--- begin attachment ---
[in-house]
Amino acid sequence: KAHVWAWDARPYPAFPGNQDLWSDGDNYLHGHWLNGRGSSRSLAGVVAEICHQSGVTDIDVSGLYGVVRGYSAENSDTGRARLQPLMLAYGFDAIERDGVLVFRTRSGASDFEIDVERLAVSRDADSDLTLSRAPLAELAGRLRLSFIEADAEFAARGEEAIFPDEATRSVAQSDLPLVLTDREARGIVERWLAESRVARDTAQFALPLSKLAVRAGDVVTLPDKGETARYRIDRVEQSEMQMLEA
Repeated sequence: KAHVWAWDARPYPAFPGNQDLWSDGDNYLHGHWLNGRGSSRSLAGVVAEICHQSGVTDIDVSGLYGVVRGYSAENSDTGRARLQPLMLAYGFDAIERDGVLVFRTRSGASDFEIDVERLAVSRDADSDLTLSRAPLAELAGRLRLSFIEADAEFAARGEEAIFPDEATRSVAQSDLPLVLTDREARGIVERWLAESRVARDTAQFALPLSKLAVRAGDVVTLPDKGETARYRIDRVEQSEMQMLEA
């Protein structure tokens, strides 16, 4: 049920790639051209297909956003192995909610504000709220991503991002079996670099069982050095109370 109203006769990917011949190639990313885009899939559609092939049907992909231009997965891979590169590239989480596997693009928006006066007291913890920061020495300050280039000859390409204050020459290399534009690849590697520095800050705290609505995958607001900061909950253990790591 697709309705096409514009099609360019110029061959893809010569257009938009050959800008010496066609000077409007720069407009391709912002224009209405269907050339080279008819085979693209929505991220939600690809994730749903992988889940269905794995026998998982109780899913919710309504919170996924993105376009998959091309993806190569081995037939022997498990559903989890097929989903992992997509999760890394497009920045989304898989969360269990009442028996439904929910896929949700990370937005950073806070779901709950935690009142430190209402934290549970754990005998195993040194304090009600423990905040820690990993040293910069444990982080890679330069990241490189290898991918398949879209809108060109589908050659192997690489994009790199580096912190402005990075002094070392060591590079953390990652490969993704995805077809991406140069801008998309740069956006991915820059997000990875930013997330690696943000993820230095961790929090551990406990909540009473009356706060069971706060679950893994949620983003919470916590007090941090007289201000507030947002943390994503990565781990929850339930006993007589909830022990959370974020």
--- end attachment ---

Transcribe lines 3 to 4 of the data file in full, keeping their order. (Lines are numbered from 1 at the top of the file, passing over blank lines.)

Repeated sequence: KAHVWAWDARPYPAFPGNQDLWSDGDNYLHGHWLNGRGSSRSLAGVVAEICHQSGVTDIDVSGLYGVVRGYSAENSDTGRARLQPLMLAYGFDAIERDGVLVFRTRSGASDFEIDVERLAVSRDADSDLTLSRAPLAELAGRLRLSFIEADAEFAARGEEAIFPDEATRSVAQSDLPLVLTDREARGIVERWLAESRVARDTAQFALPLSKLAVRAGDVVTLPDKGETARYRIDRVEQSEMQMLEA
């Protein structure tokens, strides 16, 4: 049920790639051209297909956003192995909610504000709220991503991002079996670099069982050095109370 109203006769990917011949190639990313885009899939559609092939049907992909231009997965891979590169590239989480596997693009928006006066007291913890920061020495300050280039000859390409204050020459290399534009690849590697520095800050705290609505995958607001900061909950253990790591 697709309705096409514009099609360019110029061959893809010569257009938009050959800008010496066609000077409007720069407009391709912002224009209405269907050339080279008819085979693209929505991220939600690809994730749903992988889940269905794995026998998982109780899913919710309504919170996924993105376009998959091309993806190569081995037939022997498990559903989890097929989903992992997509999760890394497009920045989304898989969360269990009442028996439904929910896929949700990370937005950073806070779901709950935690009142430190209402934290549970754990005998195993040194304090009600423990905040820690990993040293910069444990982080890679330069990241490189290898991918398949879209809108060109589908050659192997690489994009790199580096912190402005990075002094070392060591590079953390990652490969993704995805077809991406140069801008998309740069956006991915820059997000990875930013997330690696943000993820230095961790929090551990406990909540009473009356706060069971706060679950893994949620983003919470916590007090941090007289201000507030947002943390994503990565781990929850339930006993007589909830022990959370974020």